That is the essense of TransUnion’s analysis of how Americans were managing credit in the second quarter of this year. Having grown substantially in 2011 and in Q1 2012, new credit card originations increased again in Q2 2012, albeit at a slower rate. The share of new cards going to consumers with less-than-stellar credit score slightly decreased on a yearly basis, but it is still much higher than the level measured two years ago.
The delinquency rate fell again and is now near its all-time low level, even as the average borrower’s indebtedness to credit cards nudged upward on a quarterly basis, we learn. Moreover, rather than being confined to certain areas of the country, the continual fall in the late payments rate is a nationwide phenomenon. Let’s take a closer look at the numbers.
Americans Got 4% More Credit Cards in Q2 2012
The number of credit card accounts opened in Q2 2012 was higher by 4 percent than the corresponding one for Q2 2011, TransUnion tells us. The share of consumers with a VantageScore (a credit score alternative to FICO that is maintained by the three national credit bureaus and is ranging from 501 – 990) below 700 who received new cards was measured at 26.1 percent, down from the 27.0 percent ratio recorded in Q2 2011, but up from the 24.1 percent figure reported in Q1 2012 and much higher than the 20.6 percent share in Q2 2010.
The good news is that, even as U.S. card issuers have been lending more freely to these higher-risk borrowers, that has not resulted in a higher credit card delinquency rate. On the contrary, the late payments rate has remained virtually unchanged from the previous year’s level.
Credit Card Delinquency Rate at 0.63%
TransUnion reports that the U.S. credit card delinquency rate stood at 0.63 percent in Q2 2012, slightly up from the 0.60 percent level recorded in the same period last year, but down from the previous quarter’s 0.73 percent. It is well below the historical averages, we learn.
TransUnion’s quarterly delinquency reports are in some ways more valuable than the data we get from the card issuers’ monthly regulatory filings, because the credit agency’s data provide a more comprehensive picture of Americans’ debt repayment behavior. While the issuers measure their delinquency ratios on a per-account basis, rather than per consumer, TransUnion calculates it as the share of consumers who are late on a payment to any one of their credit cards. Furthermore, the credit bureau defines an account as delinquent if a payment is 90 days or more past due, whereas the issuers use two shorter time periods: early-stage delinquencies for payments late by 30 – 59 days and late-stage delinquencies for payments past due by 60 days or more. So TransUnion’s delinquency rate falls somewhere between the issuers’ delinquency and charge-off rates (accounts are typically charged off as losses at 180 days after the last payment on the account).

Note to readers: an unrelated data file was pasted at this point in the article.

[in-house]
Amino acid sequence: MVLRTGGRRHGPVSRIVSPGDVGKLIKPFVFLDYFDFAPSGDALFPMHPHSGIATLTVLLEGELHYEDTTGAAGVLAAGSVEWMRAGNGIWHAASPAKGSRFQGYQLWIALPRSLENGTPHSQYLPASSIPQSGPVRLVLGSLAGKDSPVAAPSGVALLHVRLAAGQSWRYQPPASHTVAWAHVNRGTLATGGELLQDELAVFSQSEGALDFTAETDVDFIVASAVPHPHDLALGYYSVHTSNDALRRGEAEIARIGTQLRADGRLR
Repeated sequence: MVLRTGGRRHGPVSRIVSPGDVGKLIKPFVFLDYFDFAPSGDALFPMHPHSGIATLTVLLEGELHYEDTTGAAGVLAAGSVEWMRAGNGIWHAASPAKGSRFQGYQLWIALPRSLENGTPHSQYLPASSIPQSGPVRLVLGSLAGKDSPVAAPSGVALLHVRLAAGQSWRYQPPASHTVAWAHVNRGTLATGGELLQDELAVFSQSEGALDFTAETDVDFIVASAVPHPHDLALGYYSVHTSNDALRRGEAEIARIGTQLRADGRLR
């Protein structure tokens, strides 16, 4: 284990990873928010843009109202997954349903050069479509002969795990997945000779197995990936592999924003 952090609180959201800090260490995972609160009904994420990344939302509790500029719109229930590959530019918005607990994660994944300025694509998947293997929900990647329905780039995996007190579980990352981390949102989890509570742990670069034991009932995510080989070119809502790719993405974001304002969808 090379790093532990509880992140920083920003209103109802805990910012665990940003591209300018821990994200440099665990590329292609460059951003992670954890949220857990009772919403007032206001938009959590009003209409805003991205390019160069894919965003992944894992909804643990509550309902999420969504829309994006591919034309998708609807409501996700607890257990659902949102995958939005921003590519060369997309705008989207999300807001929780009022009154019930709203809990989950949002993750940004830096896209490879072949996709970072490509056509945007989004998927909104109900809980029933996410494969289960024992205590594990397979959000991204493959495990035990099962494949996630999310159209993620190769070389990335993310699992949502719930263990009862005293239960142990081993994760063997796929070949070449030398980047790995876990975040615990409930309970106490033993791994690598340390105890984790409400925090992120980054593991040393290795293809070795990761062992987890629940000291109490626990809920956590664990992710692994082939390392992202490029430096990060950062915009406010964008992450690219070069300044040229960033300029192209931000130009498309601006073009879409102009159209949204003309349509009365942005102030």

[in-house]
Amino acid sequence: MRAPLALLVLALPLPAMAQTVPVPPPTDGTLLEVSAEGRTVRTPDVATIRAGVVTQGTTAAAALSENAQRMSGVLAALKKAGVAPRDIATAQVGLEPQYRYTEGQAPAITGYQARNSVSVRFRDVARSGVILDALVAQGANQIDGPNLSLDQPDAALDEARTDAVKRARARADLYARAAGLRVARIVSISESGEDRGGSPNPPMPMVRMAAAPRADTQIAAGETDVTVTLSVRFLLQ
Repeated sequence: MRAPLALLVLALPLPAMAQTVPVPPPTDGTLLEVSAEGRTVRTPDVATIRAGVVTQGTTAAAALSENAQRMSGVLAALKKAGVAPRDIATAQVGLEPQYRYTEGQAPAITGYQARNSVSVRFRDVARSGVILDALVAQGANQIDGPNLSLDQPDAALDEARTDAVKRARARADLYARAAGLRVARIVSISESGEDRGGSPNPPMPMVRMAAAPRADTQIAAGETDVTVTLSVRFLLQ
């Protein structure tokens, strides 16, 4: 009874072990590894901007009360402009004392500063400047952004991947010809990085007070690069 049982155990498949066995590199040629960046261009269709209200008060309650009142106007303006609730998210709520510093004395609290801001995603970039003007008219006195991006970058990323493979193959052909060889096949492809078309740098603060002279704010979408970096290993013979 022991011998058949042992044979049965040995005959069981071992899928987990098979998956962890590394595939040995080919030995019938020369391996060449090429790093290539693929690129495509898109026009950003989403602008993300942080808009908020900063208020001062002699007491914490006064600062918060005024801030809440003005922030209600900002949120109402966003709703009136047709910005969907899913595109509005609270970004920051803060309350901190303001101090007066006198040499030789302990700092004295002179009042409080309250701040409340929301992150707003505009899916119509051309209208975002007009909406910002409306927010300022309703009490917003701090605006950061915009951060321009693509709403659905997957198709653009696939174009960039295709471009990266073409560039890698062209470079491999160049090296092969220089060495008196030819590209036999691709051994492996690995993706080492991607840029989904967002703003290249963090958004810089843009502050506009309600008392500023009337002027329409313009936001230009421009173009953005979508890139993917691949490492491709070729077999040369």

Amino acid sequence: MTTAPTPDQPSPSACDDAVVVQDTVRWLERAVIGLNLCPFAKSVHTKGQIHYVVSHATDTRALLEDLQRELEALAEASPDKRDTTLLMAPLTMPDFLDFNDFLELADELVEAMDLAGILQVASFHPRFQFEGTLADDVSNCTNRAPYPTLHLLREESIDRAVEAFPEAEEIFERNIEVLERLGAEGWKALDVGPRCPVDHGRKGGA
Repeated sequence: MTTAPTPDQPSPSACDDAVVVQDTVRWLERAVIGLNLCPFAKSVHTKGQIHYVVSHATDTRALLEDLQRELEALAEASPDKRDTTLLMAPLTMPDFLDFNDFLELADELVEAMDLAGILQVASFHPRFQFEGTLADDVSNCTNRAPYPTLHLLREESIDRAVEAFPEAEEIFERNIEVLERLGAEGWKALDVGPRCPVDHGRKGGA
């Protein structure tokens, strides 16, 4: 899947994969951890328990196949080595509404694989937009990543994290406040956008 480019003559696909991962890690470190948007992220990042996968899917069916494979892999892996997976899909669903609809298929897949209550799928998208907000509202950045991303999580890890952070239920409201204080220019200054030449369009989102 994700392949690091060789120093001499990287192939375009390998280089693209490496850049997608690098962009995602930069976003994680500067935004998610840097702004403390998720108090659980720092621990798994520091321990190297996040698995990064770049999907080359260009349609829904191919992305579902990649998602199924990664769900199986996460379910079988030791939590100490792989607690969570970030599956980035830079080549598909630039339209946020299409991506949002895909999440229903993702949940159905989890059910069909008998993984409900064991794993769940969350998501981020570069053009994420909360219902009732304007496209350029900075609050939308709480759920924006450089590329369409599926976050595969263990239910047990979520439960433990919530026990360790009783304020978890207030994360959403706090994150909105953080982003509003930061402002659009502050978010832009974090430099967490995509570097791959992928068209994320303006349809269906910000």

Mississippi Has the Highest Delinquency Rate, North Dakota — the Lowest
In Q2 2012, only five states saw an increase in their delinquency rates. Listed below are the states leading both ends of TransUnion’s table of credit card delinquencies:
1. Mississippi — 0.97%.
2. Nevada — 0.89%.
3. Alabama — 0.84%.
4. Georgia and West Virginia — 0.82%.
47. Nebraska — 0.44%.
48. Montana — 0.43%.
49. South Dakota — 0.42%.
50. North Dakota — 0.36%.
The biggest year-over-year delinquency decline was measured in Montana — 10.42 percent — and the largest increase — in Massachusetts — 39.22 percent.
Credit Card Debt Slightly Up
The average amount of credit card debt per borrower in Q2 2012 — $4,971 — was virtually unchanged on a quarterly basis and was only 5.79 percent above the level measured in Q2 2011 — $4,699.
Here is the list of the leading states by average credit card debt per borrower on both ends of TransUnion’s quarterly table:
1. Alaska — $7,045.
2. Colorado — $5,728.
3. North Carolina — $5,619.
4. Connecticut — $5,532.
47. South Dakota — $4,257.
48. Wisconsin?á– $4,252.
49. North Dakota?á– $4,006.
50. Iowa — $3,874.
The biggest year-over-year decline in credit card debt was recorded in Mississippi — 5.34 percent — and the biggest increase — in the District of Columbia — 15.01 percent.
So the aggregate delinquency rate is virtually at an all-time low and there are no signs as of yet that the trend has run its course (the three largest U.S. banks reported a 0.92 percent fall in Q2 2012 delinquencies). And for as long as the late payments rate remains that low, any rise in the level of indebtedness should not be of concern. But even with the annual increase reported by TransUnion, that level is still very low by historical standards.
TransUnion’s report mirrors the latest Federal Reserve Consumer Credit release, from which we learned that the aggregate amount of credit card debt at the end of the second quarter of 2012, while slightly above the Q2 2011 level, was still lower by 14.4 percent, or $145.7 billion, than the $1,010.3 billion figure measured at the end of 2008 and was actually just below the $864.9 billion mark set at the end of 2011. So Americans are still very reluctant to take on more credit card debt and whatever amount they do take on is paid back on time.
Here are TransUnion’s findings presented in an infographic:
Image credit: Girlsguideto.com.